Saturday, November 6, 2010

Sick and Dead Sea Lions Washing Up on Oregon Coast

Sick, dying and dead sea lions are coming ashore along the Oregon coast. Rise in sea lion deaths traced to disease.

The sea lions are thought to have leptospirosis. There are warnings to avoid wet sand, and to not touch the sea lions, dead or alive (which is a given anyway, one would think) as leptospirosis can be transmitted to humans.


A sharp increase in the number of sick and dead California sea lions has been reported along the Oregon Coast in recent weeks, and necropsies conducted on dozens of the animals suggest that many may have died from leptospirosis.
Leptospirosis is a bacterial disease found in a variety of animal species and can be transmitted to humans, said Jim Rice, an Oregon State University scientist who coordinates the statewide Oregon Marine Mammal Stranding Network.
"We are now getting calls for multiple sick or dead sea lions daily, which is higher than normal," said Rice, an OSU Marine Mammal Institute researcher who works at the university's Hatfield Marine Science Center in Newport. "The overall number of sea lions also has risen, so it's difficult to compare mortality rates from year to year, but certainly we're seeing an increase in animals that test positive for leptospirosis."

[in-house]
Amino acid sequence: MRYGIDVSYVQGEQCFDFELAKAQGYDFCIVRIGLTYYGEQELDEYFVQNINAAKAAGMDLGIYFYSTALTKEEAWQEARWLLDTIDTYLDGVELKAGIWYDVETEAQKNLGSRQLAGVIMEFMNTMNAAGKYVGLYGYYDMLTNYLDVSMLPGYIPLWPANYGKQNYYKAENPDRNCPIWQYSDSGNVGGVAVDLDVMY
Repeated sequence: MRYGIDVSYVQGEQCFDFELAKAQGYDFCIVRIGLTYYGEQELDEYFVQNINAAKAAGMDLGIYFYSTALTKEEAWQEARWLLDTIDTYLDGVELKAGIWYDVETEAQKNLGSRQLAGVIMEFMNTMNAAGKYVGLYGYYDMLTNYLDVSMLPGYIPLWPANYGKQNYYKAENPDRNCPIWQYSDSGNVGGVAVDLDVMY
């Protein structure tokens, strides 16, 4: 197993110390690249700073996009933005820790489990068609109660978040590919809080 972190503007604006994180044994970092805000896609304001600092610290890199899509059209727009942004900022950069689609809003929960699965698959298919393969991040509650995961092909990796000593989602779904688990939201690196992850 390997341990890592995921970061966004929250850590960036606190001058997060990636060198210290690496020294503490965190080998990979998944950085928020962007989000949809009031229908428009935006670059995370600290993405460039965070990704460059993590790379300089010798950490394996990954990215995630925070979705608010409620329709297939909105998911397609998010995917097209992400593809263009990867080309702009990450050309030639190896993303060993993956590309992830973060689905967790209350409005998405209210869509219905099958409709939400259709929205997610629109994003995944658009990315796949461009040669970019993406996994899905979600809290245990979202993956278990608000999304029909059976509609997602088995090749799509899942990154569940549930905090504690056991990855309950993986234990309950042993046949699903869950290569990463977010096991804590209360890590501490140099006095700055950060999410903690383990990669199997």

Dogs need to be careful too; dog owners are urged to keep their dogs on leashes (which is the law anyway, but good luck with that one, given the number of arrogant dog owners who insist their dog is different, special, and are immune to innate doggy behaviors) :
Dogs can be infected with leptospirosis through contact with stricken seal lions. Rice said coastal visitors should always avoid sea lions on the beach and during outbreaks of leptospirosis should keep their dogs on a leash. The disease can be transmitted by direct contact, or even through contact with damp sand, soil or vegetation contaminated by the urine of infected animals.

Just within the past few days, an item appeared in the news that sea stars (star fish) were washing up on Oregon beaches; I posted about that here.

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